The present assignee has successfully implemented the composite optical fiber 16 of the present invention on its Holmium based laser system described above, which was designed with coupling optics compatible with a 365 μm core diameter fiber. The composite optical fiber 16 comprises a fiber 18 having a 365 μm diameter germanium oxide doped quartz core, a 438 μm diameter pure silica cladding, a 465 μm diameter HCS polymer based first buffer, and a 730 μm diameter tefzel based second buffer. The refractive indices, for light having a wavelength of 2.1 μm, are approximately 1.47, 1.44, and 1.39 for the core, cladding and first buffer, respectively, resulting in an intrinsic NA of 0.29. The tapered section is about 0.25 inches in length, and the 365 μm core is tapered down to 252 μm at the output end 36. A fiber 20 of the same materials is optically fused to the tapered end of fiber 18, and has a 252 μm diameter core, a 302 μm diameter cladding, a 330 μm diameter first buffer, and a 400 μm diameter second buffer. The protective layer 50 is made of silicone and forms a seal around the exposed portions of claddings 24 and 40 extending between the ends of the first and second buffers of fibers 18 and 20. The entire length of fiber 18 (0.65 inches including the 0.25 inch tapered section) and the optically fused interface is encased inside an SMA connector that attaches to the laser system. The original launch NA of the laser system is about 0.19, which, after the taper becomes a propagating NA of about 0.28, which is less than the 0.29 intrinsic NA of the fibers 18/20. The coupling optics of the holmium laser system need not be retrofitted or replaced to accommodate the smaller 252 μm fiber because of the higher intrinsic NA of this composite fiber.
In actuality, only a small portion of the above described beam has a propagating NA of 0.28, with most of the beam having a propagating NA farbelow 0.28. However, since a portion of the beam does have a propagating NA near the intrinsic NA 0.29 of the fibers, the buffer materials are selected to contain that portion of beam within the fiber while the fiber is bent at sharp angles.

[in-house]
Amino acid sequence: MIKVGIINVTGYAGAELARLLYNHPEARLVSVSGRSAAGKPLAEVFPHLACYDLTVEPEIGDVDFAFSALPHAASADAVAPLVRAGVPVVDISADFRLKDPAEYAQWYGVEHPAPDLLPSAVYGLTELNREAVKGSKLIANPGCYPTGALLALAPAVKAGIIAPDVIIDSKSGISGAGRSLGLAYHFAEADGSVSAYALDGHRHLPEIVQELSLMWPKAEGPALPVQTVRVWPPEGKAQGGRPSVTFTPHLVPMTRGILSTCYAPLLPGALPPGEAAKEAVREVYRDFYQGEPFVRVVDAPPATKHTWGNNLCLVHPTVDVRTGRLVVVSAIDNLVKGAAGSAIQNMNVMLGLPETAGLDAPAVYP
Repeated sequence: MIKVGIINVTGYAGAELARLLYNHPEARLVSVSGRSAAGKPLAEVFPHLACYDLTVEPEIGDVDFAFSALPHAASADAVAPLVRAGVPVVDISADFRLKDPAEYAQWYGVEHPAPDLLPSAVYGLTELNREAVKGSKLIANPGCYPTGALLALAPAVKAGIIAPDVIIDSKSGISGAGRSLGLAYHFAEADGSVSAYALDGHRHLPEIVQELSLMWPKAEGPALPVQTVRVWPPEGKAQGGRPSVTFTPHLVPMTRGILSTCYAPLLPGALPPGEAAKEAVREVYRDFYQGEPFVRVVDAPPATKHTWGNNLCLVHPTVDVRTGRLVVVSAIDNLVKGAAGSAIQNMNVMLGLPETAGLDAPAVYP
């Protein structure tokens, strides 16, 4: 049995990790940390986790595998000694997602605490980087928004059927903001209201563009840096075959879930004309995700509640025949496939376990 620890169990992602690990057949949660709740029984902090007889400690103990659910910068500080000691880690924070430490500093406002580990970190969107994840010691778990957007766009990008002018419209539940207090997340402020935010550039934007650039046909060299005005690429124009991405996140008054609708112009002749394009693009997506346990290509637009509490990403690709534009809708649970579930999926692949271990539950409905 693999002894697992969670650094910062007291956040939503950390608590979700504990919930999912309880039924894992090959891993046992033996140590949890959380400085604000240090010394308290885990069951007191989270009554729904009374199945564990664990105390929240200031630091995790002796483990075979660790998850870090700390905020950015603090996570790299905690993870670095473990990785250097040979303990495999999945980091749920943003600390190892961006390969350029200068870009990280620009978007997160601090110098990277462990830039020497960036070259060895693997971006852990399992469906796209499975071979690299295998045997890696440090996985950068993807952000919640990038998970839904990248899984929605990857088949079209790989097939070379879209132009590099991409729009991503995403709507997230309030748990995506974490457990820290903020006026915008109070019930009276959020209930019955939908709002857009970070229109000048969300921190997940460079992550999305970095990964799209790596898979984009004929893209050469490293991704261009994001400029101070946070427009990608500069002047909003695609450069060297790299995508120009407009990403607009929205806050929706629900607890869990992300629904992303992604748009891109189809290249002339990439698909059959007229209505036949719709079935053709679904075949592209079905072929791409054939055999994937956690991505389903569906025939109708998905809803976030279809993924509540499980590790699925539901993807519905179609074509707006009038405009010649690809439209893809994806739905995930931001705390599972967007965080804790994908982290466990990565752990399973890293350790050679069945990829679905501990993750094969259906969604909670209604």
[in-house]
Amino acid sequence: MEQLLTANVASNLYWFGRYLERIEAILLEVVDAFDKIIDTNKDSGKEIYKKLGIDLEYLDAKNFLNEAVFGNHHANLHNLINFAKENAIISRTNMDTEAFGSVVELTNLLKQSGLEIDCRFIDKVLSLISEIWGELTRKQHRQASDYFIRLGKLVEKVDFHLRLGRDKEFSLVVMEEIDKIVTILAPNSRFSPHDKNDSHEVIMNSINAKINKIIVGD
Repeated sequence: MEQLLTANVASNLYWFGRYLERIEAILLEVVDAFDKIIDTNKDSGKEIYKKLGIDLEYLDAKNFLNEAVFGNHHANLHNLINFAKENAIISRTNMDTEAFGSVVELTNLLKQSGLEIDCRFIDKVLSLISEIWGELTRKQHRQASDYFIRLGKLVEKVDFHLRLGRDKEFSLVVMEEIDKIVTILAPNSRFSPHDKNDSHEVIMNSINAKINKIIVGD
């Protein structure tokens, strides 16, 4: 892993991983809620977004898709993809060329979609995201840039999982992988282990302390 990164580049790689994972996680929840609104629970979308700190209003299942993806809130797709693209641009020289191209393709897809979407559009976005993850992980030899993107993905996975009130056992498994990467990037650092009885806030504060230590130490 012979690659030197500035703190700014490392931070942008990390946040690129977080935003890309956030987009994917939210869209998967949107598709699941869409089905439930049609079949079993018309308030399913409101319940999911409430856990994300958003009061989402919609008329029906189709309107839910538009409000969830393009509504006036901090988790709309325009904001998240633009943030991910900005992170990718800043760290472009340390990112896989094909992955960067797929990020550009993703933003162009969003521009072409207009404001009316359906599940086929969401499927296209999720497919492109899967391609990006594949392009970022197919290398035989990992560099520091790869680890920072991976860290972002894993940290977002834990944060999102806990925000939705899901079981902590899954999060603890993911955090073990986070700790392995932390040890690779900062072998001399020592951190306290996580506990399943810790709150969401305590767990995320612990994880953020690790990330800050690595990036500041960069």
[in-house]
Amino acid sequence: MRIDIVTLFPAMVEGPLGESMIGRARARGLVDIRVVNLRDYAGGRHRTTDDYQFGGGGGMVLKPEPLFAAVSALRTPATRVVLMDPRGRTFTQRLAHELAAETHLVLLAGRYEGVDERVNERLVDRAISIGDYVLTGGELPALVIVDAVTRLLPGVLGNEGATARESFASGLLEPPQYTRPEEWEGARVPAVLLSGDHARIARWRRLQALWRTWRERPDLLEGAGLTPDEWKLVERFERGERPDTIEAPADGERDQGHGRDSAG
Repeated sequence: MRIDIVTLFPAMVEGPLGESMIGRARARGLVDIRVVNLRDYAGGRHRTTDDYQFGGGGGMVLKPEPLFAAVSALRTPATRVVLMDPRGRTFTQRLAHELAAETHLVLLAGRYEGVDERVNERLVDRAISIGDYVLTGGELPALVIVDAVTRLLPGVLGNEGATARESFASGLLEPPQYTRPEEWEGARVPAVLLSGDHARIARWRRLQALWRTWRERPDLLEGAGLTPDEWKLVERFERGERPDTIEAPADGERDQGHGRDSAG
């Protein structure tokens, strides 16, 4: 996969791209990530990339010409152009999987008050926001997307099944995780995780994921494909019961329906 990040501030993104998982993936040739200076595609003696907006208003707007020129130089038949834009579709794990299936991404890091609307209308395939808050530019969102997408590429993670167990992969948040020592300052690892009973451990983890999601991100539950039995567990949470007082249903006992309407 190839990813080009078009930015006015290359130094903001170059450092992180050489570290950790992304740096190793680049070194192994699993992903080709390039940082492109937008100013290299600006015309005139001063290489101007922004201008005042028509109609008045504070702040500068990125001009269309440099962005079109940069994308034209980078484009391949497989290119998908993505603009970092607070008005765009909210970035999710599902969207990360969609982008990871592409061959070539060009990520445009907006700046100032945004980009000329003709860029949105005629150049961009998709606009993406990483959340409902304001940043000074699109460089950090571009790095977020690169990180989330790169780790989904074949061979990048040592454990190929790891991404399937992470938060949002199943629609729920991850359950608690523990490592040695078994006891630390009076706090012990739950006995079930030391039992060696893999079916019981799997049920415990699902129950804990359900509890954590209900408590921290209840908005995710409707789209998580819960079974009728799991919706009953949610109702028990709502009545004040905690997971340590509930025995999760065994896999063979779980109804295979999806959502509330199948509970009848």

The composite optical fiber 16 can also be used in the reverse direction, with light input through end 48 of fiber 20 and exiting end 30 of fiber 18. In such a case, fiber 20 would be dimensioned for proper coupling of the beam from the laser's coupling optics into end 48. The expanding taper section 34 for such a light beam would result in expanding the spot size of the propagating beam, while narrowing the divergence of the propagating beam, before it exits the fiber's end 30. This expanding taper is ideal for those applications which require a larger diameter beam with reduced divergence. This embodiment is advantageous for longer composite fibers because a larger diameter fiber would be more expensive than a narrower fiber having an expanding taper on one end. In addition, the smaller fibers are easier to deflect making them better suited for traversal of tortuous interbody pathways, and are more difficult to break when bent into a smaller bend radius. It should be noted that if the composite fiber 16 is used in this reverse direction, the diameter of the tapered core 22 at interface 44 should not be made smaller than the diameter of core 38, as suggested above.
Another embodiment of the composite optical fiber 16 is illustrated in FIG. 4, which is the same as the embodiment in FIGS. 2 and 3, except a third fiber segment 60 is optically fused to the output end 48 of fiber 20 at a second interface 61. The third fiber 60 has a tapered section 62 where the diameters of the core/cladding 64/66 at an input end 68 match the diameters of the core/cladding 38/40 of fiber 12 at output end 48. This composite fiber configuration results in a traversing beam being reduced to a smaller diameter by the first tapered section 34, and being expanded to a larger diameter by the second tapered section 62. The diameter of fiber 60 need not be equal to the diameter of fiber 18. Therefore, this embodiment has the advantage of having the diameter of input end 30 optimized for the coupling optics of the laser system, the diameter of output end 70 optimized to produce the desired beam diameter and divergence, and the middle section (fiber 20) having a reduced diameter for cost savings and improved deflection and size characteristics.
It is to be understood that the present invention is not limited to the embodiments described above and illustrated herein, but encompasses any and all variations falling within the scope of the appended claims. For example, the optical fiber delivery device is not limited to medical applications, to holmium lasers, or to the exact intrinsic numerical apertures described above. Further, it is not critical if 1 or 2 buffers are used around claddings 24/40.
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|U.S. Classification||385/43, 385/51, 385/98|
|International Classification||G02B6/255, G02B6/26|
|Cooperative Classification||G02B6/262, G02B6/2551, G02B6/2552|
|European Classification||G02B6/255B, G02B6/255K, G02B6/26B|
|Jun 5, 2001||AS||Assignment|